Owners and art enthusiasts Joel Sager and Hannah Reeves fortify the North Village Arts District with this elegant, welcoming gallery space. Housed in the historic Berry Building (once a grocery, rumored to have run a speakeasy during Prohibition), Sager Reeves Gallery features rotating exhibits by contemporary artists from around the world in addition to annual special exhibits of works by 20th-century masters such as Pablo Picasso and Leonor Fini. 



203 S. Ninth St.

The Missouri Theatre Center for the Arts is Columbia’s last and grandest movie palace. It opened in 1928 with Buster Keaton’s Steamboat Bill Jr. In 1953, Commonwealth Theatres bought the theater and ran it into the ground in the 1980s before selling it to United Artists, which wanted to gut the theater to turn it into a multiplex. Thankfully, it was saved in 1987 when the Missouri Symphony Society bought it for their new home. In 2001, Ragtag and the Symphony Society began raising funds for a new projector; on November 15, 2002, the theater showed its first 35mm feature in almost 15 years, a sold-out screening of sing-along Sound of Music. The theater saw a multi-million-dollar makeover in 2008 and was purchased of the University of Missouri in 2011, securing a long and glorious future. In 2015, T/F and the university joined forces to purchase a digital projector.

The Blue Note has been a Columbia institution for concerts and more since 1980. The seed was planted in 1975 when Philadelphia native Richard King, on his way to California, made a detour to visit his friend Kevin Walsh, a graduate student at MU. Five years later, after a stint presenting shows at a downtown hotel, King partnered with Phil Costello, a bartender at Brief Encounter (on the Business Loop, now Club Vogue). They bought the bar and renamed it The Blue Note, and it became a haven for the best independent rock of its day: REM, Pixies, the Replacements. Then King learned that an old vaudeville house (the Varsity Theater) was for sale. The Varsity was built in 1927 by Tom C. Hall, a prominent businessman involved with several other theaters in town. In 1990, King moved The Blue Note and restored tiered seating in the balcony. After 34 years, King passed the torch to Scott Leslie and Matt Gerding (a Columbia native), who had established the Majestic Theatre in Madison, Wisconsin. In 2014, the duo spiffed up the interior and kicked off a new era for a storied downtown icon.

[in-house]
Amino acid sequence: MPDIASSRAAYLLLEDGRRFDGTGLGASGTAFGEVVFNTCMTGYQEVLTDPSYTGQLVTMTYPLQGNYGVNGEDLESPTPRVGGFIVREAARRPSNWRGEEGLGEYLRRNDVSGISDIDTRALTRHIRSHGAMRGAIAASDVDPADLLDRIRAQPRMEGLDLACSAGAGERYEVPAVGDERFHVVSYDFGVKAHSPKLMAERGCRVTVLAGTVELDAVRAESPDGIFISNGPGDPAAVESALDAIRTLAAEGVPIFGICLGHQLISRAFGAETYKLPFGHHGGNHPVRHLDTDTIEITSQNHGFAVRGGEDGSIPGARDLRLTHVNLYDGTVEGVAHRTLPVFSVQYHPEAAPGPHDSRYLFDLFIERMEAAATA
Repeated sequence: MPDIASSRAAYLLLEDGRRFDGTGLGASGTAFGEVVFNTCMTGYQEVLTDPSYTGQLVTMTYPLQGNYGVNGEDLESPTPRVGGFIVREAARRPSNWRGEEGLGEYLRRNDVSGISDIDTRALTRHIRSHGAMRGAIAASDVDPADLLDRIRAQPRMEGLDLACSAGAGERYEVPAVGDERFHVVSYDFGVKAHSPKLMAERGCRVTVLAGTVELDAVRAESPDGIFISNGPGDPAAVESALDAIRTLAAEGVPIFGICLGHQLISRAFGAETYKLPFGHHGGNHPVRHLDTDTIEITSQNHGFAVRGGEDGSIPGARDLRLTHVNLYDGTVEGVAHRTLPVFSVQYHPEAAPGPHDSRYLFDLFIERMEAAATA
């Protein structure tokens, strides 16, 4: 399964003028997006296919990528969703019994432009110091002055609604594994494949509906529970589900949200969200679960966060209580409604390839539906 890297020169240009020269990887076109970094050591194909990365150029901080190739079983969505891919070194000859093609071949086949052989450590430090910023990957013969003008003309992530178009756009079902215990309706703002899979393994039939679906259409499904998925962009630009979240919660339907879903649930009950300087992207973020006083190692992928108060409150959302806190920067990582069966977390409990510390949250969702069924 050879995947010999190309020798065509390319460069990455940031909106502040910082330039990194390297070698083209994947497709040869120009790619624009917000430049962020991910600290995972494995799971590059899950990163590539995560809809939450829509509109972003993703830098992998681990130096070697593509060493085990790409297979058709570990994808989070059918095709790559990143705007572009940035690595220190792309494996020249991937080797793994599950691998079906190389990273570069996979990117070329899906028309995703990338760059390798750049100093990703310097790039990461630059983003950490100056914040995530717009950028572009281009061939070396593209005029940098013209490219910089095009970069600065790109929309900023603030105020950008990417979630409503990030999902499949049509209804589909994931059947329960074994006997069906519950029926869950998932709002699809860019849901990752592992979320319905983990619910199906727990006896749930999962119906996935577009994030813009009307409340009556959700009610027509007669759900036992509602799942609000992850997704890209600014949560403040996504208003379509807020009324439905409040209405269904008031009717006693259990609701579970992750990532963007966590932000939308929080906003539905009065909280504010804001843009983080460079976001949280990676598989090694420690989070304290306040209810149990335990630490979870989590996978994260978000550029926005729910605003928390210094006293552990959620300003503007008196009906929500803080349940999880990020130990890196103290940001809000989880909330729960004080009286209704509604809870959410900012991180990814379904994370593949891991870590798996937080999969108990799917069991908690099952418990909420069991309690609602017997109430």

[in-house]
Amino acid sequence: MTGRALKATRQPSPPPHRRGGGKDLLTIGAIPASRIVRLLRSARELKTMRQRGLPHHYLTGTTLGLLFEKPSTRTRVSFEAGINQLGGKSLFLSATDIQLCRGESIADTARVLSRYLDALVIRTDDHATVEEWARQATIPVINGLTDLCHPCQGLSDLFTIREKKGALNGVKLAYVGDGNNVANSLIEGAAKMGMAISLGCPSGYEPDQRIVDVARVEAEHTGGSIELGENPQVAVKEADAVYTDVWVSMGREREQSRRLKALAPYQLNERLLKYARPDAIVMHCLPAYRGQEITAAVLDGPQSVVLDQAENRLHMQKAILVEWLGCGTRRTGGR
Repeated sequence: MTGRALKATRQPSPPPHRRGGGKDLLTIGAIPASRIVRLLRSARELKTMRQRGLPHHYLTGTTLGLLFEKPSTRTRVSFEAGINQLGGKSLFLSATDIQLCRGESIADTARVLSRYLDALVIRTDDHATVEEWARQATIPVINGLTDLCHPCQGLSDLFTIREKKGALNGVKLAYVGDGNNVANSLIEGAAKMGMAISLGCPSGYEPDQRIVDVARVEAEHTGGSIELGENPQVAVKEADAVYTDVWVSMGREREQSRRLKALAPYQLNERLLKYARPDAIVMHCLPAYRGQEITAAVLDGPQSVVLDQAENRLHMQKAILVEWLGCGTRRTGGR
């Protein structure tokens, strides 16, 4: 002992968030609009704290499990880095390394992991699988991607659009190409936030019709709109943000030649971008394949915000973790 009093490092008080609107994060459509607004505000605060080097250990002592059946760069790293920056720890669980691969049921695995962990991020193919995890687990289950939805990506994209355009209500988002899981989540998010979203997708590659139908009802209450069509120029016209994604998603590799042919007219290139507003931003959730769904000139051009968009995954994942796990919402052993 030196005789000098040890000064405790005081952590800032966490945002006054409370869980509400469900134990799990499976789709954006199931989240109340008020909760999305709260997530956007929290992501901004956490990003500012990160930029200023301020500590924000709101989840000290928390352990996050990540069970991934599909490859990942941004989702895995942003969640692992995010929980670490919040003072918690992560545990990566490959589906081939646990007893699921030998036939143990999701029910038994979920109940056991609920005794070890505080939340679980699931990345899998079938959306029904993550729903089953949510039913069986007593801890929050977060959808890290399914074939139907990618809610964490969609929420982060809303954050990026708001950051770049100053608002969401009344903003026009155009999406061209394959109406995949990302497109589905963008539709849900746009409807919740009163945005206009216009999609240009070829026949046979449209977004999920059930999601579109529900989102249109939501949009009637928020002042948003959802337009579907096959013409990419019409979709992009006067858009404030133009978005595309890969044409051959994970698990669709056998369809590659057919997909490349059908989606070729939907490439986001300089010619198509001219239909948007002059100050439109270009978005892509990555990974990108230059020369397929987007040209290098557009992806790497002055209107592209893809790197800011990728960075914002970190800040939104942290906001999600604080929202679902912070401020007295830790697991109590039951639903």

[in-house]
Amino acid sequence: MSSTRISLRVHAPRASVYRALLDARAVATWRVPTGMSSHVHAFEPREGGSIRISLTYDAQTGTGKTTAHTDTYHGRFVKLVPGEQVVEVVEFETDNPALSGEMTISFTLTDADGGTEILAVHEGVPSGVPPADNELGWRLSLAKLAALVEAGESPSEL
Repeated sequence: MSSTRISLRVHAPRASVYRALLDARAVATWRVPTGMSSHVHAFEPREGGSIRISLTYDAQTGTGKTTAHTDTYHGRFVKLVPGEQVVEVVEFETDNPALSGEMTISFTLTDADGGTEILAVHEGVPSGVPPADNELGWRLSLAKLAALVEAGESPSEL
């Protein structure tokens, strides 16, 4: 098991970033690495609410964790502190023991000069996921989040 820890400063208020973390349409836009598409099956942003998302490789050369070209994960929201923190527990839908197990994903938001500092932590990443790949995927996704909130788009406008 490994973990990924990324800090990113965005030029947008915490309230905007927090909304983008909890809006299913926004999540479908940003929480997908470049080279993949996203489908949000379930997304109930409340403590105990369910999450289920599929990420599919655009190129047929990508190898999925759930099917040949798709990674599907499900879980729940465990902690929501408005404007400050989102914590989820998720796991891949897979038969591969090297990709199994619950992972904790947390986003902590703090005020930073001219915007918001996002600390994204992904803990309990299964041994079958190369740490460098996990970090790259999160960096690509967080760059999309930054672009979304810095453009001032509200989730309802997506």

16 Hitt St.

With its 90-foot-tall bell tower featuring a gold cross against a blue mosaic tile panel, the First Presbyterian Church is a noted landmark in downtown Columbia, just to the south of Ragtag’s “Hittsville” complex. Built in 1966, the church building is the latest incarnation of a congregation with deep roots here — it is the second oldest church in Columbia, having started at Tenth & Broadway in the 1820s. In the Vietnam era, the church started to host the Chez coffehouse in its basement; the Chez swarmed with pickers and grinners of all kinds, becoming one of Columbia’s biggest alternative havens. The venue continues on an occasional basis to this day. In 2009, the church built a fellowship hall; in 2011, it graciously opened its doors to T/F, which it gives an international theme for the weekend.


10 Hitt St.

The Ragtag story begins in 1997 when Paul Sturtz met David Wilson at a show by Mr. Quintron at the now-shuttered Shattered nightclub. The last downtown movie house had gone dark, and so they concocted the Ragtag Film Society. Richard King opened the Blue Note to them Sunday and Wednesday nights, and they showed the first film in 1998 with a couple of “borrowed” 16mm projectors. Cut to three bright entrepreneurs — medievalist Tim Spence, farmer Holly Roberson and baker Ron Rottinghaus — who schemed how to make Ragtag a seven-day-a-week storefront cinema, which opened in 2000 and moved to its current digs in 2008. “Hittsville”, as we like to call it, was built in 1935 and first used as a Coca-Cola bottling factory and then as the Kelly Press printing plant. In 2013, the smaller and cozier auditorium was renamed “The Willy Wilson Theater” after the Scottish-born actor, designer, math teacher—and father of David Wilson. Ragtag is sometimes credited with saving Columbia, but people tend to exaggerate about such things.